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Total number of comments: 38 (since 2013-11-28 15:36:25)

andreas

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  • Whether Princesses or Paupers, Long Road to Saudi Women’s Rights
    • Ultimately King Abdullah needs to show he’s serious about women’s rights – not just as the king, but as a father and husband too.

      This is rather absurd. If you study history, oppressed groups first organize and stop acquiescing to the rules of the powerful. When enough of them do so, the powerful either graciously grant them some concessions for the time being (mostly recognizing new realities) or it comes to a showdown with police and paramilitaries.

      If one looks closely, essentially all celebrated leaders - Lincoln, Kennedy, LBJ, Khrushchev... actually were pushed by organized movements which are airbrushed out of Hollywood movies like The Butler and Lincoln.

      There is really no need for the autocrat to show us that he is "serious". I think the people in Saudi Arabia know very well just how serious he is.

      What the autocrat needs to do is decide whether to call off his henchmen who apprehend women or indeed anyone who is publicly showing resistance (i.e. by driving) or tell them to redouble their efforts.

      Closer to home, we need to push our plutocrats to stop supporting the autocrat and selling him "crowd control" weapons and training.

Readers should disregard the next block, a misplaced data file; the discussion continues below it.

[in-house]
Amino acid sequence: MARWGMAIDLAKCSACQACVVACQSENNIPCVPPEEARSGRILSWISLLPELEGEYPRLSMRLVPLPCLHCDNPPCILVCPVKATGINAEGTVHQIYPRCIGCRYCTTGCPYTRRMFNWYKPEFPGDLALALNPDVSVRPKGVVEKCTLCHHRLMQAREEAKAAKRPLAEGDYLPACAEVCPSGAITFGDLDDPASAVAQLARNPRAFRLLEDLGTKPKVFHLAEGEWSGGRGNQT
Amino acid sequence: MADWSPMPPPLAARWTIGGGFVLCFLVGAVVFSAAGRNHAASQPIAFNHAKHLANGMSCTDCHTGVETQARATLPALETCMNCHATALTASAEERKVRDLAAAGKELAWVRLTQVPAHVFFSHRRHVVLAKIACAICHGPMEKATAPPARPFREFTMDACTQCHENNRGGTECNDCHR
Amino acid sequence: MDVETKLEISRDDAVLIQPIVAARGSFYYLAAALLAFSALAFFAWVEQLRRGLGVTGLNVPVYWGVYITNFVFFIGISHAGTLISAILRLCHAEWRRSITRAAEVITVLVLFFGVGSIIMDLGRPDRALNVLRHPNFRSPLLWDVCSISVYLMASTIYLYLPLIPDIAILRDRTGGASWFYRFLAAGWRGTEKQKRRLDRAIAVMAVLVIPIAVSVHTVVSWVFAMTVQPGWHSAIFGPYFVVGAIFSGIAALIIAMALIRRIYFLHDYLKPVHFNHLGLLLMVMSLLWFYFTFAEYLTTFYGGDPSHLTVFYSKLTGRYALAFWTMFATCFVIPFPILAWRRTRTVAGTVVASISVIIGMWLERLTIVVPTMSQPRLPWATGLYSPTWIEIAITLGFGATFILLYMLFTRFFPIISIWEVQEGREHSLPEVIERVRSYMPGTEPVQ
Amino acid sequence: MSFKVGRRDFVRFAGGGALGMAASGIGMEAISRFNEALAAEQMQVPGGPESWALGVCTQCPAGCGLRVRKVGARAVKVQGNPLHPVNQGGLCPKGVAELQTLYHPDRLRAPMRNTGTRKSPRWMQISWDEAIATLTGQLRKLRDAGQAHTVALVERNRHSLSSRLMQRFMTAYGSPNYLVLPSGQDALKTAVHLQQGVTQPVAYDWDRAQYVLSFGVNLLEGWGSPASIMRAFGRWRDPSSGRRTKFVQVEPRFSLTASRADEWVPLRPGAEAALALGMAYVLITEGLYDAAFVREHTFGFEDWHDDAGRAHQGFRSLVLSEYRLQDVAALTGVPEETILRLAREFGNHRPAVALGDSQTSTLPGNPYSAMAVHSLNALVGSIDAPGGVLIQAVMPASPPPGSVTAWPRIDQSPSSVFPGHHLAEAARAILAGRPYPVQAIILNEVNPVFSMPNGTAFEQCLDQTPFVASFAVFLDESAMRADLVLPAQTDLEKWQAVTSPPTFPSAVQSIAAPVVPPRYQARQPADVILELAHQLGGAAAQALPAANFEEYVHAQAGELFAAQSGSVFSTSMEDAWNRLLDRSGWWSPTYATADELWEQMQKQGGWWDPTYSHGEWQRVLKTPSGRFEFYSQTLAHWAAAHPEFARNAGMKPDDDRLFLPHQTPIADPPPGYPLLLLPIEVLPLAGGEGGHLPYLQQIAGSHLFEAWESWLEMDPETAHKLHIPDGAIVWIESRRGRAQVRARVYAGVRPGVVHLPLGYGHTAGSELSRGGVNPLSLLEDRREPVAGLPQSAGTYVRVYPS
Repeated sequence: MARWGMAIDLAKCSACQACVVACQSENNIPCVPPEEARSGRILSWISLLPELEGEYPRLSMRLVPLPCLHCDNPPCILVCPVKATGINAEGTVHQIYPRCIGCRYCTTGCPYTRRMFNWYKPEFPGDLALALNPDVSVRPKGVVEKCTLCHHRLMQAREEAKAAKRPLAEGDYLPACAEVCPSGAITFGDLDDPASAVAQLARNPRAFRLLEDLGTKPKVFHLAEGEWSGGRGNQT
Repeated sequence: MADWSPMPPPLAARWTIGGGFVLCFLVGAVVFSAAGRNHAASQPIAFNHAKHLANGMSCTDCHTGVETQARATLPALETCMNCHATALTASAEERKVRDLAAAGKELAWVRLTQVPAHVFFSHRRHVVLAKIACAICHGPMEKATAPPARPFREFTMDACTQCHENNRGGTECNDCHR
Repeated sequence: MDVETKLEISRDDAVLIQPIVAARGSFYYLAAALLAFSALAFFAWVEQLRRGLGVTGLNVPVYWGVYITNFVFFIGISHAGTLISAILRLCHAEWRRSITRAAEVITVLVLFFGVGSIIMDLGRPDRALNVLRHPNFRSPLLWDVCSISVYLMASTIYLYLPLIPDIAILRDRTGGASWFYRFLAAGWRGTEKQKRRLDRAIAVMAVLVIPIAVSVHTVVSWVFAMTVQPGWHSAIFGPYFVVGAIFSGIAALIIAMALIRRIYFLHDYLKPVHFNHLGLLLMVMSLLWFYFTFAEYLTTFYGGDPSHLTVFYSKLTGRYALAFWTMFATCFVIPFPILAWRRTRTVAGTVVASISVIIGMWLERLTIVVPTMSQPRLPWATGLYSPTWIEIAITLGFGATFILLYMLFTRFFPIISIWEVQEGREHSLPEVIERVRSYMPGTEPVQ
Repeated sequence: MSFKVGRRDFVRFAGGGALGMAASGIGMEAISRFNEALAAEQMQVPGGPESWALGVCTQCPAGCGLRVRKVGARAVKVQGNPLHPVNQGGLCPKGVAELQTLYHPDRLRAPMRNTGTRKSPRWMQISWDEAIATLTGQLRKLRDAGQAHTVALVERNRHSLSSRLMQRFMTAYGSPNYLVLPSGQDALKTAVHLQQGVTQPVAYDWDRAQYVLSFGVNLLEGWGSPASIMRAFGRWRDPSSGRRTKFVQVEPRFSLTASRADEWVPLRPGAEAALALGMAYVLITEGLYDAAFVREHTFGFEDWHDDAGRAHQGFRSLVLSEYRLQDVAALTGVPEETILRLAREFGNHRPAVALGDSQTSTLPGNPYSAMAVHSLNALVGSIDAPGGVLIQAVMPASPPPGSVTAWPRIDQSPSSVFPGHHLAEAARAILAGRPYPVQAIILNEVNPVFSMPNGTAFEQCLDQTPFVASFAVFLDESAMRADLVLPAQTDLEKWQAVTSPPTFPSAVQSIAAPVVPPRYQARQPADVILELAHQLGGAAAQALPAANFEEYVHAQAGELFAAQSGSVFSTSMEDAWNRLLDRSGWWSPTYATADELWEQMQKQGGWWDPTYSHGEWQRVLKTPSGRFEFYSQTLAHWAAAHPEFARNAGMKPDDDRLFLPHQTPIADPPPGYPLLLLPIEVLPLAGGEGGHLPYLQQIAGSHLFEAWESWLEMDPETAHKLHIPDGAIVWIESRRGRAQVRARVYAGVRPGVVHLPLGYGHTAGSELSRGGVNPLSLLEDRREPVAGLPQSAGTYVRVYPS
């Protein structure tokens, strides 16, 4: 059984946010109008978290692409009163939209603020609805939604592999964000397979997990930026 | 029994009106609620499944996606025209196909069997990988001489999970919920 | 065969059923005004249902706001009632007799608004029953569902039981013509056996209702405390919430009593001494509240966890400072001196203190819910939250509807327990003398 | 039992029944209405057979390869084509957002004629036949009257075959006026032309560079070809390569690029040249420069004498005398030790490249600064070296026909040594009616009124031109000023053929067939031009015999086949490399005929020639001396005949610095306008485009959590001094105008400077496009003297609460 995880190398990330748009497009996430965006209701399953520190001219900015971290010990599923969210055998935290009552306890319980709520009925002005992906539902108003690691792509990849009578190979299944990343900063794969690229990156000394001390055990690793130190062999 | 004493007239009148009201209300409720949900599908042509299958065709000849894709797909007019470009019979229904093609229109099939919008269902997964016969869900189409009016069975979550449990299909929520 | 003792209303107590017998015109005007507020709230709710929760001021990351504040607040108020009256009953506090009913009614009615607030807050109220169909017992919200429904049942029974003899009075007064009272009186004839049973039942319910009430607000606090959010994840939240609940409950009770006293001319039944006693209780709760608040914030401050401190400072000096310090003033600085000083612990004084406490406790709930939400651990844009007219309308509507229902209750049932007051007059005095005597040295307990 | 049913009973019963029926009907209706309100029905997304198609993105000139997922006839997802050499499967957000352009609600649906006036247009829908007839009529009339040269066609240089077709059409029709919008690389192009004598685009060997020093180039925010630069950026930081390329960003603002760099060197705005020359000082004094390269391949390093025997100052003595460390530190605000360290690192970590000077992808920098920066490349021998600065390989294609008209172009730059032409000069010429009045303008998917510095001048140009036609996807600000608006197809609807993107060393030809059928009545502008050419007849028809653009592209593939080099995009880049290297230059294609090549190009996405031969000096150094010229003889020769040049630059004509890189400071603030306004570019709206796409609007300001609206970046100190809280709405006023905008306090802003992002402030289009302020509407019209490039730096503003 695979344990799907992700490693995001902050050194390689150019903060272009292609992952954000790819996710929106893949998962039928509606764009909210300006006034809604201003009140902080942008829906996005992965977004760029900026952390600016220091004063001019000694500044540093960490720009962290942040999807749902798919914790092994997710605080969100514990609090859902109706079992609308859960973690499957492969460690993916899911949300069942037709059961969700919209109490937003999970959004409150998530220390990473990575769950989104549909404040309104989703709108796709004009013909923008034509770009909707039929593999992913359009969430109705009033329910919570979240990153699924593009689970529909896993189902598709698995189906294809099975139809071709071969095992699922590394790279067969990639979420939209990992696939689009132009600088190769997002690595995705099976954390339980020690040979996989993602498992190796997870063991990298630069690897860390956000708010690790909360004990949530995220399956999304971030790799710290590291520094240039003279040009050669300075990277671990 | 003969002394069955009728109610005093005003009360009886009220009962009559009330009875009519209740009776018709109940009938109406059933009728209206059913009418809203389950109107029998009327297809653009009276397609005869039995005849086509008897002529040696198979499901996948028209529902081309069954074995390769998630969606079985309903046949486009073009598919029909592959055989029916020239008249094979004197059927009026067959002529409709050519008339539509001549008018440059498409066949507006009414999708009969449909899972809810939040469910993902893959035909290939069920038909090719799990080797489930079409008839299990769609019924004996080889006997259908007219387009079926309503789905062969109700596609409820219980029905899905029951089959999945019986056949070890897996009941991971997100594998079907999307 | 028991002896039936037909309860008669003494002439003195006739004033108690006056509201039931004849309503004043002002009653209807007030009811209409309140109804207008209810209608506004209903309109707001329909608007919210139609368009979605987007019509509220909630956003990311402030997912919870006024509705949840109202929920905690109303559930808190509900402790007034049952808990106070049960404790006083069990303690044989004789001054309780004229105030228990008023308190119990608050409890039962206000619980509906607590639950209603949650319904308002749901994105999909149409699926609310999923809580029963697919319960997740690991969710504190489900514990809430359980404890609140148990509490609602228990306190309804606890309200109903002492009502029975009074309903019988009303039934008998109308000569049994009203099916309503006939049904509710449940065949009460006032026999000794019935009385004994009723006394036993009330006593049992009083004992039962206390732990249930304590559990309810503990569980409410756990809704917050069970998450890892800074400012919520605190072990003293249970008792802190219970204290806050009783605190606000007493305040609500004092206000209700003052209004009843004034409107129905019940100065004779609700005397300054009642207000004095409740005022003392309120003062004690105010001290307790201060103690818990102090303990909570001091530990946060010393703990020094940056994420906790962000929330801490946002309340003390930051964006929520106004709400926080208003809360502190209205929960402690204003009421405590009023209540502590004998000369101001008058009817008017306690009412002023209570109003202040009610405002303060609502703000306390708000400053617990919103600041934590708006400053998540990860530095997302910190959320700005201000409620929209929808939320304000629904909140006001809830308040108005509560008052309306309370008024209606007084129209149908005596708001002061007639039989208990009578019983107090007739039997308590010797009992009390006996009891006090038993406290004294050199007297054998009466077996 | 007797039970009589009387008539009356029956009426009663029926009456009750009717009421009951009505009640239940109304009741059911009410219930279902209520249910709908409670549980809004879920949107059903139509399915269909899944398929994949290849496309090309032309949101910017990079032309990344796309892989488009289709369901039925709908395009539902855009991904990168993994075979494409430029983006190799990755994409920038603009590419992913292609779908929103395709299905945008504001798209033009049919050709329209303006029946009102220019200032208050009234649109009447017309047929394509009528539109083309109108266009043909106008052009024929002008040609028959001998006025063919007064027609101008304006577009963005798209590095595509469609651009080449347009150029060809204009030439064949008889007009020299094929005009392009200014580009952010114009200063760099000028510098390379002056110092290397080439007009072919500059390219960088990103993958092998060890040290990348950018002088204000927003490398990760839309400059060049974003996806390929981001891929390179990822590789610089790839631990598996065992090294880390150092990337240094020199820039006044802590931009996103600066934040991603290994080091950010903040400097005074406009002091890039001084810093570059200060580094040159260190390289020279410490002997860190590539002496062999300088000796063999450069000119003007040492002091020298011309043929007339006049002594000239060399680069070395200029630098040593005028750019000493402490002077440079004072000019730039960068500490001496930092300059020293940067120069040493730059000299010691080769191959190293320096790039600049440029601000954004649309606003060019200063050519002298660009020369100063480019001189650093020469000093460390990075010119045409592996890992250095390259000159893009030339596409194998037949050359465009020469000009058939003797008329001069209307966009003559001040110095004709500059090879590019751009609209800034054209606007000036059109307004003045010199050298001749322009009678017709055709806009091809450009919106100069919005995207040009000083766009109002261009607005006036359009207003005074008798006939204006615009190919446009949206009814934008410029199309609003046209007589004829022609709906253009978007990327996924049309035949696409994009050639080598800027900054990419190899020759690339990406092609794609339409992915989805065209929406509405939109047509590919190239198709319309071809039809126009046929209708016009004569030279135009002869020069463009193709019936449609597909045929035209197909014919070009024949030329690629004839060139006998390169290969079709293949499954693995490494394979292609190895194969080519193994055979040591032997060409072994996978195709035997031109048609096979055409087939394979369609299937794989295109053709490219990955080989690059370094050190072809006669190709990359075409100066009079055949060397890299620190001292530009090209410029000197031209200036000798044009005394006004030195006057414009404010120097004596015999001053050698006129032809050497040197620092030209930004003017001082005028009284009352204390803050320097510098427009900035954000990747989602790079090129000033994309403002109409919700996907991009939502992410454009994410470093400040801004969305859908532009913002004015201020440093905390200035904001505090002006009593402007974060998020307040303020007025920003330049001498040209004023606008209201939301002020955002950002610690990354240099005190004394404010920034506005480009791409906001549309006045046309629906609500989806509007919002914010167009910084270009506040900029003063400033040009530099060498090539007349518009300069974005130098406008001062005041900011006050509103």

• Israel Guilty of Apartheid, Ethnic Cleansing of Palestinians: UN Rapporteur
    • In November 2013, more than 50 public figures in Britain wrote a letter opposing an Israeli plan to forcibly remove up to 70,000 Palestinian Bedouins from their historic desert land –an act that critics considered ethnic cleansing

      Well, how else can one consider such a "resettlement" policy?

      Anyone remember the theatricals dutifully reported in the media when the state resettled a few thousand settlers from the Gaza strip (who tried to hold on to a third of that strategically unimportant area while fencing in a million and a half Palestinians into the remainder) ferrying them into subsidized housing in the occupied West Bank, which happened to have much higher strategic value? Remember the drama, the splitting of political parties?

      Now a much bigger number of people already have their houses demolished regularly after all mainstream parties have signed off on their mass expulsion and forced urbanization projects reminiscent of the rounding up of Indigenous people into reservations in the US, Canada, Australia are gearing up. For some reason, this time it the land that people are living on right now (and have been for a very long time) happens to be strategically important whereas compensation will be cosmetic.

      We dutifully report that critics have suggested that this may not be a very nice policy. Israeli officials have not returned our queries. What is truth?

      It is remarkable how quickly even comparatively critical journalism succumbs to the "he said, she said" formula.

  • The Public Professor: Dissent in Commodified Higher Education
    • well, it is refreshing to see this sentiment so clearly laid out.

      For me that comment itself is a clear example of a right wing perspective: one class of people/views is better/more accurate than the others.

      The "left wing" counter-view would be that you'll find a range of accuracy all over, from wherever.

      I found that with things like so-called "free" "trade" "agreements" people who otherwise hold extreme views (sometimes even downright racist ones) had impressive critical analysis to offer whereas so-called centrists are often too invested in the whole thing to see clearly.